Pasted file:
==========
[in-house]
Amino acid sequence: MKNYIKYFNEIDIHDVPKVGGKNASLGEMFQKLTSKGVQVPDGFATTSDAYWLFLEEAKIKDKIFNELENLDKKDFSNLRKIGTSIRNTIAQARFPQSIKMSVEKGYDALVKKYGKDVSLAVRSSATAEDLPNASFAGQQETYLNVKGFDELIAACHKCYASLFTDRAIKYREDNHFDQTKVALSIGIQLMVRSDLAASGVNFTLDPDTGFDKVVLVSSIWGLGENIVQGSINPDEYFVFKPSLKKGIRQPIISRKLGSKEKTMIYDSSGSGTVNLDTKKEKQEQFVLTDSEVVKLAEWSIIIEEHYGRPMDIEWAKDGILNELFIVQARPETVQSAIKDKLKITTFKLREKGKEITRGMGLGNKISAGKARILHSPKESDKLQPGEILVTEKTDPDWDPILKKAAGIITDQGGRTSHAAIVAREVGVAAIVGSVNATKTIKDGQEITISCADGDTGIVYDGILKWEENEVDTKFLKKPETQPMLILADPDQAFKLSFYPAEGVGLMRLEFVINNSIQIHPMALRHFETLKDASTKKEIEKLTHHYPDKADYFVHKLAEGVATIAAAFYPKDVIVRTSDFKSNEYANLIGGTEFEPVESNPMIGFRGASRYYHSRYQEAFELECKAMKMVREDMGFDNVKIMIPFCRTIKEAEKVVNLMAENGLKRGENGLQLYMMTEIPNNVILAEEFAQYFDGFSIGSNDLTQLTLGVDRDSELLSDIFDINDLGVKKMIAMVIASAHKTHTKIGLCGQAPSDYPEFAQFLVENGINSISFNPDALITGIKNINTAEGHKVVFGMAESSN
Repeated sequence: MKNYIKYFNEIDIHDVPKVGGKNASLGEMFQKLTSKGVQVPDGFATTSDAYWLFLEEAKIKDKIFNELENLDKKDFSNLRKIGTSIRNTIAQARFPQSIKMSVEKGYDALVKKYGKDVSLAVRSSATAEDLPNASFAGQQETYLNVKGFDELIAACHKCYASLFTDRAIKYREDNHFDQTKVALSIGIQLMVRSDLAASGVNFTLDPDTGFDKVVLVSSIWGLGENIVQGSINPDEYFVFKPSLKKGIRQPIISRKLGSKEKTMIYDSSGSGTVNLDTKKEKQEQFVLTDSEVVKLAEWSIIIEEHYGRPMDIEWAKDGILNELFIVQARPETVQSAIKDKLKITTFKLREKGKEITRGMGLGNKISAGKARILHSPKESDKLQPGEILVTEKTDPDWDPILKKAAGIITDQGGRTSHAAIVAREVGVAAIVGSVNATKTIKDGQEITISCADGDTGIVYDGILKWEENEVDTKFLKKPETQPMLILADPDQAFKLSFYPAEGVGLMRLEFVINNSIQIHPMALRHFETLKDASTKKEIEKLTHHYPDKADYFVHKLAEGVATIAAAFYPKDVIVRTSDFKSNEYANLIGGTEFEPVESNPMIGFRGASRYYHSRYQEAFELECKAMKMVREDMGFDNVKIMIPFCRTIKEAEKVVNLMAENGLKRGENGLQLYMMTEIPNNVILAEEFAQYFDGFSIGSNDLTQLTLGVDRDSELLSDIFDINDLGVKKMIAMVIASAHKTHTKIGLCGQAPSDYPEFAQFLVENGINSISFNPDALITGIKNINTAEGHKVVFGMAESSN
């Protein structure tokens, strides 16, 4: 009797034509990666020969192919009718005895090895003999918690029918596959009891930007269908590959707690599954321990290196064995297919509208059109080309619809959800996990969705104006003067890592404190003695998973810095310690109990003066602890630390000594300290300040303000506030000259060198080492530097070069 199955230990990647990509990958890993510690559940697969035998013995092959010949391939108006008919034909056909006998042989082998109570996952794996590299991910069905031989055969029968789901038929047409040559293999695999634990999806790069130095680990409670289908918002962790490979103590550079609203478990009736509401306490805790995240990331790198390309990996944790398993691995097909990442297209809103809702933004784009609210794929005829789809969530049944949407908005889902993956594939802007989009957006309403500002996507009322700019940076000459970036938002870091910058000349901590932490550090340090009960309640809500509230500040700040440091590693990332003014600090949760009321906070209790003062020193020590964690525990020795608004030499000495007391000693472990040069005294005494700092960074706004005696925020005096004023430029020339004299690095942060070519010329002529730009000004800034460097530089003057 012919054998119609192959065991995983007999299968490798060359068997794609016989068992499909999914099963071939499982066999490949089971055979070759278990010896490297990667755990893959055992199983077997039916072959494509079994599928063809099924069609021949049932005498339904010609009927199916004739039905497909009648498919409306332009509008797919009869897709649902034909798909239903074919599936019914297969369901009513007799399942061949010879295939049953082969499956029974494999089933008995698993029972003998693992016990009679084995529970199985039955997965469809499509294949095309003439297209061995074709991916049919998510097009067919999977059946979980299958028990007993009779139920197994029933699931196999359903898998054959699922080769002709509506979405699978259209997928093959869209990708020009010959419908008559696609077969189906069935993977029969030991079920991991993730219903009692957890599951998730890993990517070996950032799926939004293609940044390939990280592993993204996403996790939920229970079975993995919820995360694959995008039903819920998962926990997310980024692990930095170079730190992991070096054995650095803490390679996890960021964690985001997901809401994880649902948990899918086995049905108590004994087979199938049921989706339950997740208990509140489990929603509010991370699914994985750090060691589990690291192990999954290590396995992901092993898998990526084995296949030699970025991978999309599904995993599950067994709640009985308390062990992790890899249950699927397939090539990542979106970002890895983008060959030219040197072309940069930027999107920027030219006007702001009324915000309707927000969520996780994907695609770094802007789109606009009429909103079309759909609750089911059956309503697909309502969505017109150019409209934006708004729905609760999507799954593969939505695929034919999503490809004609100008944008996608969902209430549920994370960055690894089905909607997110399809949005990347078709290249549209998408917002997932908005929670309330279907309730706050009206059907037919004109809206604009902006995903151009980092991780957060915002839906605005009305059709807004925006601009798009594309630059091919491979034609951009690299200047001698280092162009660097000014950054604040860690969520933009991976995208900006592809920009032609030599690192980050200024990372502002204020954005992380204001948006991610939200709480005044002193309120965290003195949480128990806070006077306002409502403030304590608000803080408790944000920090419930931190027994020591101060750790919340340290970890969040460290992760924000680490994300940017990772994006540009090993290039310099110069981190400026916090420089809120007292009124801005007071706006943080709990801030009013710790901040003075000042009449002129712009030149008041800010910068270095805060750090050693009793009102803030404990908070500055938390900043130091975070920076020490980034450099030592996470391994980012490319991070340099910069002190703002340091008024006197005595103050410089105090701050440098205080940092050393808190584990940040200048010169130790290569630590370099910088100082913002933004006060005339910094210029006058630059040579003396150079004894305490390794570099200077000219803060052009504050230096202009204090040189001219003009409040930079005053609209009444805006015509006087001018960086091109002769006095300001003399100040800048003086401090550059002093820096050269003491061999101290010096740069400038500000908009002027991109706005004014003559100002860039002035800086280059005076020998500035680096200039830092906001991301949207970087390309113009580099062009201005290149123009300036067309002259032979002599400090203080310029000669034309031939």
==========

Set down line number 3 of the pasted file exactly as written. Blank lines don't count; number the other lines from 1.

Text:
Repeated sequence: MKNYIKYFNEIDIHDVPKVGGKNASLGEMFQKLTSKGVQVPDGFATTSDAYWLFLEEAKIKDKIFNELENLDKKDFSNLRKIGTSIRNTIAQARFPQSIKMSVEKGYDALVKKYGKDVSLAVRSSATAEDLPNASFAGQQETYLNVKGFDELIAACHKCYASLFTDRAIKYREDNHFDQTKVALSIGIQLMVRSDLAASGVNFTLDPDTGFDKVVLVSSIWGLGENIVQGSINPDEYFVFKPSLKKGIRQPIISRKLGSKEKTMIYDSSGSGTVNLDTKKEKQEQFVLTDSEVVKLAEWSIIIEEHYGRPMDIEWAKDGILNELFIVQARPETVQSAIKDKLKITTFKLREKGKEITRGMGLGNKISAGKARILHSPKESDKLQPGEILVTEKTDPDWDPILKKAAGIITDQGGRTSHAAIVAREVGVAAIVGSVNATKTIKDGQEITISCADGDTGIVYDGILKWEENEVDTKFLKKPETQPMLILADPDQAFKLSFYPAEGVGLMRLEFVINNSIQIHPMALRHFETLKDASTKKEIEKLTHHYPDKADYFVHKLAEGVATIAAAFYPKDVIVRTSDFKSNEYANLIGGTEFEPVESNPMIGFRGASRYYHSRYQEAFELECKAMKMVREDMGFDNVKIMIPFCRTIKEAEKVVNLMAENGLKRGENGLQLYMMTEIPNNVILAEEFAQYFDGFSIGSNDLTQLTLGVDRDSELLSDIFDINDLGVKKMIAMVIASAHKTHTKIGLCGQAPSDYPEFAQFLVENGINSISFNPDALITGIKNINTAEGHKVVFGMAESSN